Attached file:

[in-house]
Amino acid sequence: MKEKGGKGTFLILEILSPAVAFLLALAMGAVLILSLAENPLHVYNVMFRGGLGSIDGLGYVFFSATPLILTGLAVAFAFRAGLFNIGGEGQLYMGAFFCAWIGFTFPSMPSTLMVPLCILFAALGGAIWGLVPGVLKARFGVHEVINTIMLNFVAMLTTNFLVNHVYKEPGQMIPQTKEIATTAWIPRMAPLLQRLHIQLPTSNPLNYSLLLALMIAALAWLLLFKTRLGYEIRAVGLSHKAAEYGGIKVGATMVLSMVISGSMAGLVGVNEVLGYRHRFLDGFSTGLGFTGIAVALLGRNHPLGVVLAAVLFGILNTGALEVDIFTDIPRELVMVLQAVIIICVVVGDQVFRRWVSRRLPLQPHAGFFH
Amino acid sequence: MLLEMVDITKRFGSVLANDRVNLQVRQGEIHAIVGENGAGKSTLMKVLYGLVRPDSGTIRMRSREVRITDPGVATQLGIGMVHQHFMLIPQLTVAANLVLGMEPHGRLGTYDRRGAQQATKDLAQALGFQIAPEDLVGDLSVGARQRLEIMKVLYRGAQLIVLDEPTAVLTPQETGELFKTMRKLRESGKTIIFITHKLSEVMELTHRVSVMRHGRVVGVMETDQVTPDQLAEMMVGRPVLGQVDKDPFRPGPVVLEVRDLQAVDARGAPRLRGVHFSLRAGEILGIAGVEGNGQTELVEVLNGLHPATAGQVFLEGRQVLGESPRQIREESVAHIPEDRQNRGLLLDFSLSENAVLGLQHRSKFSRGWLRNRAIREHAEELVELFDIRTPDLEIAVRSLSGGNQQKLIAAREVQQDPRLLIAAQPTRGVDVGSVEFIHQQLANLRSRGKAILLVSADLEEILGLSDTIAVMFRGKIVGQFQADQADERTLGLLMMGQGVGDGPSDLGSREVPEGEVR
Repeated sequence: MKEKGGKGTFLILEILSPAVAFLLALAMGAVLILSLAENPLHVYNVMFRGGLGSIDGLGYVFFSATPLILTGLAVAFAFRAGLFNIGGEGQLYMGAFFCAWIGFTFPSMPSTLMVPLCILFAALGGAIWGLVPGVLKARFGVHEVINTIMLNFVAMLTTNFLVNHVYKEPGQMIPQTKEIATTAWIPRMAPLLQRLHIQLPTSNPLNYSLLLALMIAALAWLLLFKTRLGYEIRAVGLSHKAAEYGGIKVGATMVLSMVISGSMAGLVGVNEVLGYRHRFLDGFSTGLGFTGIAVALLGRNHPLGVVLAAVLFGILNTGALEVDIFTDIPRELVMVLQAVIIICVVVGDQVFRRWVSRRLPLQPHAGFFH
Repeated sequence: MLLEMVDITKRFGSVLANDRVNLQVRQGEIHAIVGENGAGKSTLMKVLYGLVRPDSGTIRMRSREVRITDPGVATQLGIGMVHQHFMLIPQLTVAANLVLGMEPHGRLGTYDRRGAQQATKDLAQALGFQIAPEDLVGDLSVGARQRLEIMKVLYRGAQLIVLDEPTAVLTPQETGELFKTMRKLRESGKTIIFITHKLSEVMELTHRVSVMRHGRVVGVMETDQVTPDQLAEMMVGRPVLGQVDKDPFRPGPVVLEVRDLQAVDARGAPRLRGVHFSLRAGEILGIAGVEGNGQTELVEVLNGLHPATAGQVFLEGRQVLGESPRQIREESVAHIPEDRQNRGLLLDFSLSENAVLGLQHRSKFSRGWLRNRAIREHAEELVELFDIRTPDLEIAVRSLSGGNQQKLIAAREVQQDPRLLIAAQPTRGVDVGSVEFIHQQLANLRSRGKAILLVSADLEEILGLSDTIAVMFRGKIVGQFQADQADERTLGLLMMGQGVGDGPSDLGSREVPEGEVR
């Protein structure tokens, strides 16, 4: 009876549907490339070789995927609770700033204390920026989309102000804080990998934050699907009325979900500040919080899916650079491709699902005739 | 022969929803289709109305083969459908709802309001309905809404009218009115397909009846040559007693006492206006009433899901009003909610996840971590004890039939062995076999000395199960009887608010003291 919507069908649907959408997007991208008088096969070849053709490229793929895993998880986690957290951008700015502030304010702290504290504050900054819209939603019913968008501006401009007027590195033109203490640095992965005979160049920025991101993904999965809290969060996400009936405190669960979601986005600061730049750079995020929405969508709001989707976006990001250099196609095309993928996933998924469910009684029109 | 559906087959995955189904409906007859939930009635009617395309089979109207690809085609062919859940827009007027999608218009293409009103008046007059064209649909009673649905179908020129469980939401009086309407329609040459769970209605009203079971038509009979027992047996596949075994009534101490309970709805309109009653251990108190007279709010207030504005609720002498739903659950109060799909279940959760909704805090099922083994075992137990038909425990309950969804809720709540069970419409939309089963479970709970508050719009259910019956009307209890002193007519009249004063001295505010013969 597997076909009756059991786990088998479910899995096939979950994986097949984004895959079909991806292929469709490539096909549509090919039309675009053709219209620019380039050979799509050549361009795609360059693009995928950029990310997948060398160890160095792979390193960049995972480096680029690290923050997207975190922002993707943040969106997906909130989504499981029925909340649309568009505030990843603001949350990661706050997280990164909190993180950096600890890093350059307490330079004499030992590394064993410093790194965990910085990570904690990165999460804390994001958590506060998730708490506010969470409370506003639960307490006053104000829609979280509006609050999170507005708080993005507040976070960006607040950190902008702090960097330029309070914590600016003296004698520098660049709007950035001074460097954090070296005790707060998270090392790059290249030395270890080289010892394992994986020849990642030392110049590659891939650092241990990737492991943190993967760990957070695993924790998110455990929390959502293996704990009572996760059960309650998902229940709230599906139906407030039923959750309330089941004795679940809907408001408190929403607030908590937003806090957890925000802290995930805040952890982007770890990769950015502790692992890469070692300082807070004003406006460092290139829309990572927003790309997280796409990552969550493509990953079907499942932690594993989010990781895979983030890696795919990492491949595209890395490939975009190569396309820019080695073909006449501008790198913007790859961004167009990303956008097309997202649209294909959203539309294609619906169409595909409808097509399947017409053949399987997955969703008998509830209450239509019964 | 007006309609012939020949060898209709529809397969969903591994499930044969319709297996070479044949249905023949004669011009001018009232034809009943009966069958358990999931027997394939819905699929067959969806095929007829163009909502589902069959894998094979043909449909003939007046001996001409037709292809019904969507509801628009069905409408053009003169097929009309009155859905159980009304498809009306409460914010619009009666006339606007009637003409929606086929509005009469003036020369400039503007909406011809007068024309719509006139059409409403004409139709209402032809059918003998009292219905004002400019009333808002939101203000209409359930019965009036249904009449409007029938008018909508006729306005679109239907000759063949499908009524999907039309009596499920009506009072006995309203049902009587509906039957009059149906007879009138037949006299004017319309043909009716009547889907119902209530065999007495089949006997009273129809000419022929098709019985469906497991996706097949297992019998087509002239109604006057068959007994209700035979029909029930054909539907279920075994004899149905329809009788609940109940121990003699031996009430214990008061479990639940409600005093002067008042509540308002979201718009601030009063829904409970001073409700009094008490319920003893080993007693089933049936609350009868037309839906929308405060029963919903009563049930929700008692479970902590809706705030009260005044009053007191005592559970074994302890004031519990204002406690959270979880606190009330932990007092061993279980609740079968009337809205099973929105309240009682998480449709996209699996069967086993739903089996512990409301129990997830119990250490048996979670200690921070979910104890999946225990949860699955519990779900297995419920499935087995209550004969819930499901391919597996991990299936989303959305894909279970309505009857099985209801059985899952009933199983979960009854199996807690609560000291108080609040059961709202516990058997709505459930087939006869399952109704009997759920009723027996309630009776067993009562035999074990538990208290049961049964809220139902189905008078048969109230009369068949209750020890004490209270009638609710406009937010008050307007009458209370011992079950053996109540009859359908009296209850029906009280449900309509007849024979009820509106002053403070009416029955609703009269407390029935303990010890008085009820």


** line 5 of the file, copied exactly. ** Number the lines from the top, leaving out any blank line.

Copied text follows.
Repeated sequence: MLLEMVDITKRFGSVLANDRVNLQVRQGEIHAIVGENGAGKSTLMKVLYGLVRPDSGTIRMRSREVRITDPGVATQLGIGMVHQHFMLIPQLTVAANLVLGMEPHGRLGTYDRRGAQQATKDLAQALGFQIAPEDLVGDLSVGARQRLEIMKVLYRGAQLIVLDEPTAVLTPQETGELFKTMRKLRESGKTIIFITHKLSEVMELTHRVSVMRHGRVVGVMETDQVTPDQLAEMMVGRPVLGQVDKDPFRPGPVVLEVRDLQAVDARGAPRLRGVHFSLRAGEILGIAGVEGNGQTELVEVLNGLHPATAGQVFLEGRQVLGESPRQIREESVAHIPEDRQNRGLLLDFSLSENAVLGLQHRSKFSRGWLRNRAIREHAEELVELFDIRTPDLEIAVRSLSGGNQQKLIAAREVQQDPRLLIAAQPTRGVDVGSVEFIHQQLANLRSRGKAILLVSADLEEILGLSDTIAVMFRGKIVGQFQADQADERTLGLLMMGQGVGDGPSDLGSREVPEGEVR